The town drunk can buy firearms. So can someone who has been involuntarily placed in a mental hospital for a short stay. But anyone who wants to treat Crohn’s disease with medical marijuana is forbidden from owning a gun.
Pennsylvania is preparing to roll out a statewide program in early 2018 that will provide medicinal cannabis products to patients suffering from 17 serious health conditions.
But some sick people will have to make a difficult decision: Is taking the medicine worth surrendering what gun-owning advocates see as an enshrined constitutional right?
“It’s hypocritical,” said lawyer Andrew Sacks, the co-chair of the Pennsylvania Bar Association’s Medical Marijuana and Hemp Law Committee.
“You can be an opioid addict, or buy a bottle of rum, drink it and go to a store and buy one,” Sacks said. “But a person who is registered as a medical marijuana patient in Pennsylvania, and has a very small dosage of THC, can’t own a gun to protect themselves or hunt.”
A state police spokesman strongly suggested that patients also consider the consequences of holding on to any guns bought before enrolling in the medical marijuana program .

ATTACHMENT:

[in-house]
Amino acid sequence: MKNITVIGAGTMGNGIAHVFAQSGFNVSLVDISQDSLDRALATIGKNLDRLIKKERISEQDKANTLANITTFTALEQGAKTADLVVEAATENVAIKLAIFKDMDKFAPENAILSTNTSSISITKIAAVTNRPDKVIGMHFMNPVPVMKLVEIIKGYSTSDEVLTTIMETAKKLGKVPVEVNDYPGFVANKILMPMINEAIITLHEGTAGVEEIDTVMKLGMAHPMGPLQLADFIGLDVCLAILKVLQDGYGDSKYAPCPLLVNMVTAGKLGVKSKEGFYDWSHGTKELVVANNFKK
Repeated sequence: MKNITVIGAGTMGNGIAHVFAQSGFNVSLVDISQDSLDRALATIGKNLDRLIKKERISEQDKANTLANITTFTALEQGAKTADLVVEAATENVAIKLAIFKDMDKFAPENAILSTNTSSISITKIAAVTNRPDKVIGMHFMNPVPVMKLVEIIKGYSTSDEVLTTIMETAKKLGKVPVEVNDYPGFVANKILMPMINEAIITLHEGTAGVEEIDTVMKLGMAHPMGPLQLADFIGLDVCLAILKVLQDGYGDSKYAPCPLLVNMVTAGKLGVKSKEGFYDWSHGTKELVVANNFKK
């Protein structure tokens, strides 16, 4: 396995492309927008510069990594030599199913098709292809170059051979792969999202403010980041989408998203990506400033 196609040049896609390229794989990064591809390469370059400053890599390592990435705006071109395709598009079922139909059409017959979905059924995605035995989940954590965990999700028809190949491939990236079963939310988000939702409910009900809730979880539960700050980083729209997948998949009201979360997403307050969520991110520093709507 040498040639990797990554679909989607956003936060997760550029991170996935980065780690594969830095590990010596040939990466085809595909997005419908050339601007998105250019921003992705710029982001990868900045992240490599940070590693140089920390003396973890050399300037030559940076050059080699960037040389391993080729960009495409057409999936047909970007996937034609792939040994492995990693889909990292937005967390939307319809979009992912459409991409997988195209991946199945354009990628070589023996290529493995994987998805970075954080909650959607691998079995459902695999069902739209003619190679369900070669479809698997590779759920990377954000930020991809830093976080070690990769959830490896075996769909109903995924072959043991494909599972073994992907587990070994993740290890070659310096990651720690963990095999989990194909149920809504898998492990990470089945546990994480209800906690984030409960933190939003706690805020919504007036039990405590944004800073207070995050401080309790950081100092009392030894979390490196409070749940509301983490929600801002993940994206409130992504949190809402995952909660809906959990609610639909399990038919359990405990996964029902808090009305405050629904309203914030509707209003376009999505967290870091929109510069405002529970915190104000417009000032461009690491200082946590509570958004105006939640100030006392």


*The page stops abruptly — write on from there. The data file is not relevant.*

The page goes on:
“It’s unlawful to keep possession of firearms obtained prior to registering,” Ryan Tarkowski said. “The Pennsylvania State Police is not in the business of offering legal advice, but it might be a good idea to contact an attorney about how best to dispose of their firearms.”
Twenty-nine states have legalized marijuana in some form.
But under federal law, all forms of marijuana remain strictly forbidden. The DEA considers it a Schedule 1 drug, on par with heroin and LSD.
The federal Bureau of Alcohol, Tobacco, Firearms and Explosives regulates the sale and ownership of guns and ammunition across the nation. ATF spokeswoman Cherie R. Duvall-Jones said any use of marijuana is a disqualifier.
“There are no exceptions in federal law for marijuana purportedly used for medicinal purposes, even if such use is sanctioned by state law,” said Duvall-Jones.
The 9th U.S. Circuit Court of Appeals ruled in 2016 that the federal prohibition does not violate the Second Amendment.
The NRA has remained silent on the issue. A spokesman did not respond to a request for comment.